Under current legislation, e-scooters are illegal on the UK's roads and pavements, meaning they can only be ridden on private land. That's all about to change, with the Department for Transport setting-out trials of electric scooters in the UK.
The electric scooter trials had been planned for 2021, but with an impetus to explore other modes of transport beyond the traditional public transport provision, some electric scooters are are going to be legal from Saturday 4 July 2020.
It's not all electric scooters becoming legal, because the current relaxing of rules will only cover rental schemes for these sorts of scooters, meaning you'll be able to find one in a public place and use it, rather like existing bike rental schemes. That means that privately-owned e-scooters won't be legal on the UK's roads.
There are a number of conditions that come with the trial too: scooters will only be allowed on roads or cycle paths, you'll have to have a full or provisional driving license, and be 16 or over to use them. The electric scooters will also be limited to 15.5mph.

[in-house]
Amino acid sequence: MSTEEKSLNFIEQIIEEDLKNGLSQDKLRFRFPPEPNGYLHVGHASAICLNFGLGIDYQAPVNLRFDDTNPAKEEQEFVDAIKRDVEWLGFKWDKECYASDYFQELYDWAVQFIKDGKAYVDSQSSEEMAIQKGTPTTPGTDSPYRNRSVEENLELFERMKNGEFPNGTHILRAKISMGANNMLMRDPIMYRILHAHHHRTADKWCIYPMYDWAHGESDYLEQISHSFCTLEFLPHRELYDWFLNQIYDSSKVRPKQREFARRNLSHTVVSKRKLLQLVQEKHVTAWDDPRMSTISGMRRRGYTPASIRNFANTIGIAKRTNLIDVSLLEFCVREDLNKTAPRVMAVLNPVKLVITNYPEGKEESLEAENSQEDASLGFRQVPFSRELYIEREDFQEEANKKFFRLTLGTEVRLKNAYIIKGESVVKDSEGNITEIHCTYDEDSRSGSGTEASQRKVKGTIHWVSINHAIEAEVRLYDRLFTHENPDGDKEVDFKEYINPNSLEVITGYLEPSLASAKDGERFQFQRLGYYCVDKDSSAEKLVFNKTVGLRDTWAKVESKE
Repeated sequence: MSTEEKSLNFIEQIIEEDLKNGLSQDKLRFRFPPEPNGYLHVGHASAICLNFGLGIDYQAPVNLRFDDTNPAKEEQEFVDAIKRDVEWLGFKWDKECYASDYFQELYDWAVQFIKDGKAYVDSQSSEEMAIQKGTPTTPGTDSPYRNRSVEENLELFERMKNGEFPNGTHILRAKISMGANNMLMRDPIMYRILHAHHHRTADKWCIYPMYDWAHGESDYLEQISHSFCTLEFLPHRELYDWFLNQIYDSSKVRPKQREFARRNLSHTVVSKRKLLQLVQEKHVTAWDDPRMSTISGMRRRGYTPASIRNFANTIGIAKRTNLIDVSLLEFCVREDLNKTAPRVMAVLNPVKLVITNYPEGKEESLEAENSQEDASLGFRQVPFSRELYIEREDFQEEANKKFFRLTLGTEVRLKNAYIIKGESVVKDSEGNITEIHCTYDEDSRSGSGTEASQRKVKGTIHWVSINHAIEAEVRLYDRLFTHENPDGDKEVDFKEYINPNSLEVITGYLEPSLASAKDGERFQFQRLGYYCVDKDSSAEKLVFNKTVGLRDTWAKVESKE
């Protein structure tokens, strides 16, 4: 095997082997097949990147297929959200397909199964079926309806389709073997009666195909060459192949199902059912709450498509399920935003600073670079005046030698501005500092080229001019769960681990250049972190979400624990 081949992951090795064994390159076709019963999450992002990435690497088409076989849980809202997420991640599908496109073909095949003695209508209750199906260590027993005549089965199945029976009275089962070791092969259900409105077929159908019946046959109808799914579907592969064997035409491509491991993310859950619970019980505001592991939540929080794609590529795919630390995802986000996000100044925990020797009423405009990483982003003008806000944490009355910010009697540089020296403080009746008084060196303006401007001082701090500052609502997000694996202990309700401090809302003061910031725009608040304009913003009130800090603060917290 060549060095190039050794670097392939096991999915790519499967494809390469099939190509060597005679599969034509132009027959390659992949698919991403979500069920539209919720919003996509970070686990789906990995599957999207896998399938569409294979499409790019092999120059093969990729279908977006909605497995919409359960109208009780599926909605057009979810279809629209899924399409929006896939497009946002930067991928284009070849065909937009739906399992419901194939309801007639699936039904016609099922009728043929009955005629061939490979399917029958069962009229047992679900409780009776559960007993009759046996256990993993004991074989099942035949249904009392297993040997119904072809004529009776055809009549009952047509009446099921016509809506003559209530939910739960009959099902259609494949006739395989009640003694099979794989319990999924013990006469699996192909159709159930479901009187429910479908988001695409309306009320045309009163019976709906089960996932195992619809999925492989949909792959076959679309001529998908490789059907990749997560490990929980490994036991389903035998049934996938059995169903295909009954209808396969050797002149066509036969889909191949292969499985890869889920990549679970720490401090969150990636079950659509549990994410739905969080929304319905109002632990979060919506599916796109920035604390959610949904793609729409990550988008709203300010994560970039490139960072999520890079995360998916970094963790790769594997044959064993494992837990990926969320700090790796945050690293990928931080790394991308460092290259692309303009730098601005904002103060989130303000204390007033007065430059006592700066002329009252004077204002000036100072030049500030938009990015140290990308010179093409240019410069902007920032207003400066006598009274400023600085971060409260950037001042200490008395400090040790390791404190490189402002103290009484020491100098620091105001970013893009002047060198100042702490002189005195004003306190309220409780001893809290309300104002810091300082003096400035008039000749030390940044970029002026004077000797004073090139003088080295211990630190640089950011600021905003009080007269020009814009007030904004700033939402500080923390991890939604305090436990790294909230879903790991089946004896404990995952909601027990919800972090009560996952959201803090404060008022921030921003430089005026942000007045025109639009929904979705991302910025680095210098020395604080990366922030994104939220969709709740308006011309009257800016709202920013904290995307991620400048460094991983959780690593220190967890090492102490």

Companies like Spin, Voi, Bird and Bolt are all expected to offer such services in the UK, having offered services in a number of European cities and in the US.
But the trial is expected to be rather rocky. Bike rental schemes in cities like London have experienced vandalism, seen complaints about dumping bikes on pavements outside major stations and causing congestion, while e-scooters have seen a number of accidents in European cities that will raise concerns.
There's also the question of whether people will be happy to touch a communal vehicle in the current climate, where concerns about hygiene are likely to lead people to use their own vehicle or walk. The trials are going to run for 12 months in the UK to evaluate whether they are feasable or not.